Humans may have acquired certain immune system genes by breeding with Neanderthals. And while these genes may have helped them avoid diseases, they might be the cause of others.
According to the Guardian, scientists have long known that early humans got it on with related species, the Neanderthals and Denisovans: "The Neanderthals contributed up to 4% of modern Eurasian genomes, while the Denisovans contributed roughly 4-6% of modern Melanesian genomes. That doesn't happen by holding hands." Now a new study shows that among the contributed genes were some called HLA class I, which affect the immune system. This probably had good effects, giving humans some of the same immunities as the other species, which were better adapted to their environment. However, it may also have caused problems — the genes are linked to autoimmune disorders. Says study co-author Paul Norman,
The vast majority of autoimmune diseases have been shown by genome-wide association studies to be associated with particular HLA alleles and we find a couple of those in Denisovans. So it looks to me like modern humans have acquired these alleles, but we weren't kind of prepared for them, we hadn't grown up with them, and in some circumstances, they can start to attack us as well as the viruses and other pathogens.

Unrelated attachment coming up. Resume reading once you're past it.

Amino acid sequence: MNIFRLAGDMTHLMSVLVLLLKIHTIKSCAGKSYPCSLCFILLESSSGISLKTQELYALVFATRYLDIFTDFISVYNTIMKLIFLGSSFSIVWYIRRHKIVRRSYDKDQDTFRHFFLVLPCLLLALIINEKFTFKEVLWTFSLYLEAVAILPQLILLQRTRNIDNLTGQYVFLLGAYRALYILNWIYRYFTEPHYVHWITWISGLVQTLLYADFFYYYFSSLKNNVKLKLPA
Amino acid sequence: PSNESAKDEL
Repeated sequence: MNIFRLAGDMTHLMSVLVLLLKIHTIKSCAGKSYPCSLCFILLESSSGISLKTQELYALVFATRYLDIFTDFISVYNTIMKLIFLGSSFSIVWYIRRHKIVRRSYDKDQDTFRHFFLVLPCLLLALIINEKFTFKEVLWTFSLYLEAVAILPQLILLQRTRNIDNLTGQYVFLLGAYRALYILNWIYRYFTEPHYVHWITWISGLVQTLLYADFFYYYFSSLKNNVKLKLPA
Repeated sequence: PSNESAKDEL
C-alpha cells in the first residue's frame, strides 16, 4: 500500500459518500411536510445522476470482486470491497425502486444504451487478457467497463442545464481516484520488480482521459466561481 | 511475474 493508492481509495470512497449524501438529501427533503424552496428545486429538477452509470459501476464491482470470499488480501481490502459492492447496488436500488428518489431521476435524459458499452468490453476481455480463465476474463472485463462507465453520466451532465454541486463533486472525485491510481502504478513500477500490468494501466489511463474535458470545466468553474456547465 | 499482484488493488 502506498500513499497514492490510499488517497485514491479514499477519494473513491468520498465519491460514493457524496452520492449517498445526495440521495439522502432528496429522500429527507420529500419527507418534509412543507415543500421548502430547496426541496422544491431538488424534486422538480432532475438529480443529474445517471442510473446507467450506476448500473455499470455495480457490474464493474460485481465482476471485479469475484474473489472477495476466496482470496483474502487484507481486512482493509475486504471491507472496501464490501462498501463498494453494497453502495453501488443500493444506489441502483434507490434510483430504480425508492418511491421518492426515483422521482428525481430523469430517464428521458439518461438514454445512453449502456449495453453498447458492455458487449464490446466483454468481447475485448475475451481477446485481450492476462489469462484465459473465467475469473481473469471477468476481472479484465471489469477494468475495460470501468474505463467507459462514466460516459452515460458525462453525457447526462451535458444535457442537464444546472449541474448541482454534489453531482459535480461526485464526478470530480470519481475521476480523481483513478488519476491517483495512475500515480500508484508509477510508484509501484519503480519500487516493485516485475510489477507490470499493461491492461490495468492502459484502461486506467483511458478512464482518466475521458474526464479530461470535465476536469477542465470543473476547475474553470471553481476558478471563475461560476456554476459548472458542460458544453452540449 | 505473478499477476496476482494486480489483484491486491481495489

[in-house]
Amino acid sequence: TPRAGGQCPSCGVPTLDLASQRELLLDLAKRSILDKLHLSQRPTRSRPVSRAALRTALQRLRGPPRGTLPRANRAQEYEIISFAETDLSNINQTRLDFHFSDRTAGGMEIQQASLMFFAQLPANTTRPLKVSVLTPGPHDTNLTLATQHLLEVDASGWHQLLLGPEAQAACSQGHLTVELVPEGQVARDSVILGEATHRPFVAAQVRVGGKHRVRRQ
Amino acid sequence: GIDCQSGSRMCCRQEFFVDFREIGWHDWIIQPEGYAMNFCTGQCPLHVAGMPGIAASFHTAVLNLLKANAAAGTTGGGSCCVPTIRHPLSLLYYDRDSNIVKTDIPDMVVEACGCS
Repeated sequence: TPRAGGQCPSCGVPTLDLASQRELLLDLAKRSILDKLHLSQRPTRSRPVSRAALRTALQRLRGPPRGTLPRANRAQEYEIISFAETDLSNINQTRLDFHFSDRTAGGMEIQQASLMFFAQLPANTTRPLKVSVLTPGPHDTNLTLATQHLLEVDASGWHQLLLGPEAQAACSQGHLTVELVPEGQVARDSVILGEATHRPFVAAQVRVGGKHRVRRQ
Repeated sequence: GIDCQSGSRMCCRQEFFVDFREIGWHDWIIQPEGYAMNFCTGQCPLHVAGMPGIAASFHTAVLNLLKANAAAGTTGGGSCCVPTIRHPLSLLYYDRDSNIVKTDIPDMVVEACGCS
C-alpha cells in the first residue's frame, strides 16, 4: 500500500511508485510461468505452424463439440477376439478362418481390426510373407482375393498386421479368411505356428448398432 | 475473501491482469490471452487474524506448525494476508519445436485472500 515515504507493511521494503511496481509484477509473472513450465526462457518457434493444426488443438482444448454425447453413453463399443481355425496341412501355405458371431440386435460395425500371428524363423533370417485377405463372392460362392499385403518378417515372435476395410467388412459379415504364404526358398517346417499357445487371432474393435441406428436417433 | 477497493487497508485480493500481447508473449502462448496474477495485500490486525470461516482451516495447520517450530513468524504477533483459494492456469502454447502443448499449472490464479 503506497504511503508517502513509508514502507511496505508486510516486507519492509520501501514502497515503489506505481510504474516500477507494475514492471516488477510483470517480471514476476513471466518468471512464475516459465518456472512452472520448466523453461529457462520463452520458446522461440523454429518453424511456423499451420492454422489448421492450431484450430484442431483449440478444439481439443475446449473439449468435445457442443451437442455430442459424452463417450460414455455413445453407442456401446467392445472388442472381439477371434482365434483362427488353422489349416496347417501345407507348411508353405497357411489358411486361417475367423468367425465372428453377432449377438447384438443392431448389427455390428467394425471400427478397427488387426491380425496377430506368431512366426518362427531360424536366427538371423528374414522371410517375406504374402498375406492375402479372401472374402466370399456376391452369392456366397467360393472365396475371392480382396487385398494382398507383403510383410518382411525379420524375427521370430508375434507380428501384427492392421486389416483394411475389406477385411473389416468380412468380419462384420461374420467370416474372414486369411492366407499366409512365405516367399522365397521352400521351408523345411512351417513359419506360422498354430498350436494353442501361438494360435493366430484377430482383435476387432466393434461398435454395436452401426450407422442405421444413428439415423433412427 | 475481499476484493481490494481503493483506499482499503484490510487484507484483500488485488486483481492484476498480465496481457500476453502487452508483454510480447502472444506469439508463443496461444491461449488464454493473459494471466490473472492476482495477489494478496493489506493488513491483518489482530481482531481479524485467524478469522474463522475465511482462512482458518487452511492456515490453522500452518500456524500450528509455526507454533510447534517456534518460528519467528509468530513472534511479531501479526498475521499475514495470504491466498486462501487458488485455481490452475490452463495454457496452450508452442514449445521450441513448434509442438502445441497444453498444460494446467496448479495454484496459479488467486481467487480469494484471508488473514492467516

HLA aren't the only genes that can cause some diseases and prevent others — the same gene associated with sickle cell anemia also confers resistance against malaria. And it's also true that genes that were protective or neutral when humans didn't live very long can turn dangerous now that many of us survive into old age. Researchers are still studying the HLA genes, and it's not clear if this new finding will lead to better treatments for autoimmune disorders. But at the very least, it's a reminder that early humans weren't alone — and that we carry the marks of our fellow species to this day.
The Downside Of Sex With Neanderthals [Guardian]
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